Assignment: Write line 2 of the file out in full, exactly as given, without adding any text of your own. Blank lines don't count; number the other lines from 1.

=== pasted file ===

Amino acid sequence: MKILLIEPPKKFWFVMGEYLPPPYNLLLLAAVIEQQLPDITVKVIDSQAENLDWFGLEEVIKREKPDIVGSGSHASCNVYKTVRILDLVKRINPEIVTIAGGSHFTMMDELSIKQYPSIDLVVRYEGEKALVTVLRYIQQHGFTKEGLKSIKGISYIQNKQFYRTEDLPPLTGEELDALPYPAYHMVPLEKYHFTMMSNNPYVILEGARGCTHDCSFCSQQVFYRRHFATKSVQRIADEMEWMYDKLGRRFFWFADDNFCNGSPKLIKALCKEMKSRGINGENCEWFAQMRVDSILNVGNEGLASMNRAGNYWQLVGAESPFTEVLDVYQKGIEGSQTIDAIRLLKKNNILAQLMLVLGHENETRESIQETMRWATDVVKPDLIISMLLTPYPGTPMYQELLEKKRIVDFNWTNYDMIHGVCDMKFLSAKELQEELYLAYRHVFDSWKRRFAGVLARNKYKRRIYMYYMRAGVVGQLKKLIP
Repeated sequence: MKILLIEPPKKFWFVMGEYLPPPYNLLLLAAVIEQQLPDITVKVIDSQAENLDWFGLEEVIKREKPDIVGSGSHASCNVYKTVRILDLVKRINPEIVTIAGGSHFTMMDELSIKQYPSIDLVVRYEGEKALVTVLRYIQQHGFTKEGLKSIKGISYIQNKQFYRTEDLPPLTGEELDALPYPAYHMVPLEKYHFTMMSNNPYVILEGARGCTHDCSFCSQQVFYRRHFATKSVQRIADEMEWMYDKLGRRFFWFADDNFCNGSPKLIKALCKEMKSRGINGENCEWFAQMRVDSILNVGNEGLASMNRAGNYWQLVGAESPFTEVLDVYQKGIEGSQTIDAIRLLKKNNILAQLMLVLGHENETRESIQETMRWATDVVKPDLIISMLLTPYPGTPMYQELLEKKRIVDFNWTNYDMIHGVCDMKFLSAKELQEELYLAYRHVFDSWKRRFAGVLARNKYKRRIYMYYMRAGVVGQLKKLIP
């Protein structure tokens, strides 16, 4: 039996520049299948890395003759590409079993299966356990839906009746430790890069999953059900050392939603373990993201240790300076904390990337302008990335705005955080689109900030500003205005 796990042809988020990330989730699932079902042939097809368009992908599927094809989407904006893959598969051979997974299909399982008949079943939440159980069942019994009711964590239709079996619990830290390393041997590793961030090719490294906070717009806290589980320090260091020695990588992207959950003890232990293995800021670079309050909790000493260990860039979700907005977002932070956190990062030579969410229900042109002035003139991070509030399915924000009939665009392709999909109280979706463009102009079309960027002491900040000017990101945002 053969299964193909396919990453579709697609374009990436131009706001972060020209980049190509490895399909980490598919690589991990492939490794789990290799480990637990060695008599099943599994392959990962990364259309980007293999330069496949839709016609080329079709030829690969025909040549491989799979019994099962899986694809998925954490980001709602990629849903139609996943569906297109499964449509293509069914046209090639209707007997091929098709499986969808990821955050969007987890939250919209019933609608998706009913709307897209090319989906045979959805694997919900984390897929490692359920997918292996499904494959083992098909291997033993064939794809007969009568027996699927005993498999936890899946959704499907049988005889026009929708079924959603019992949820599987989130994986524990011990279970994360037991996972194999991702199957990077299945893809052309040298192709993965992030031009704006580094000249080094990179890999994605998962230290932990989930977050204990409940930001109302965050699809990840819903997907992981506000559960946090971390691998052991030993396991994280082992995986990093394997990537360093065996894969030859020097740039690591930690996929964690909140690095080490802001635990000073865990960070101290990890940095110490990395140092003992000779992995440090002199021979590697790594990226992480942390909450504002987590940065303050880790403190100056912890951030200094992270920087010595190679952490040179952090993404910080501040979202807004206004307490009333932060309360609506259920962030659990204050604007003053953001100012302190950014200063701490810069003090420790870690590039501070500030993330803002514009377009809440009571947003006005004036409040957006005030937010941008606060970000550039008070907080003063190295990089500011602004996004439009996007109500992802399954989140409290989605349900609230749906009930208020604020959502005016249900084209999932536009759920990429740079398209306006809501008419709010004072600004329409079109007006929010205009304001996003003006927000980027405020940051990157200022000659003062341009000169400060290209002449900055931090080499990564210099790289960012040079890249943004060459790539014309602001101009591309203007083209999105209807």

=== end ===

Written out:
Repeated sequence: MKILLIEPPKKFWFVMGEYLPPPYNLLLLAAVIEQQLPDITVKVIDSQAENLDWFGLEEVIKREKPDIVGSGSHASCNVYKTVRILDLVKRINPEIVTIAGGSHFTMMDELSIKQYPSIDLVVRYEGEKALVTVLRYIQQHGFTKEGLKSIKGISYIQNKQFYRTEDLPPLTGEELDALPYPAYHMVPLEKYHFTMMSNNPYVILEGARGCTHDCSFCSQQVFYRRHFATKSVQRIADEMEWMYDKLGRRFFWFADDNFCNGSPKLIKALCKEMKSRGINGENCEWFAQMRVDSILNVGNEGLASMNRAGNYWQLVGAESPFTEVLDVYQKGIEGSQTIDAIRLLKKNNILAQLMLVLGHENETRESIQETMRWATDVVKPDLIISMLLTPYPGTPMYQELLEKKRIVDFNWTNYDMIHGVCDMKFLSAKELQEELYLAYRHVFDSWKRRFAGVLARNKYKRRIYMYYMRAGVVGQLKKLIP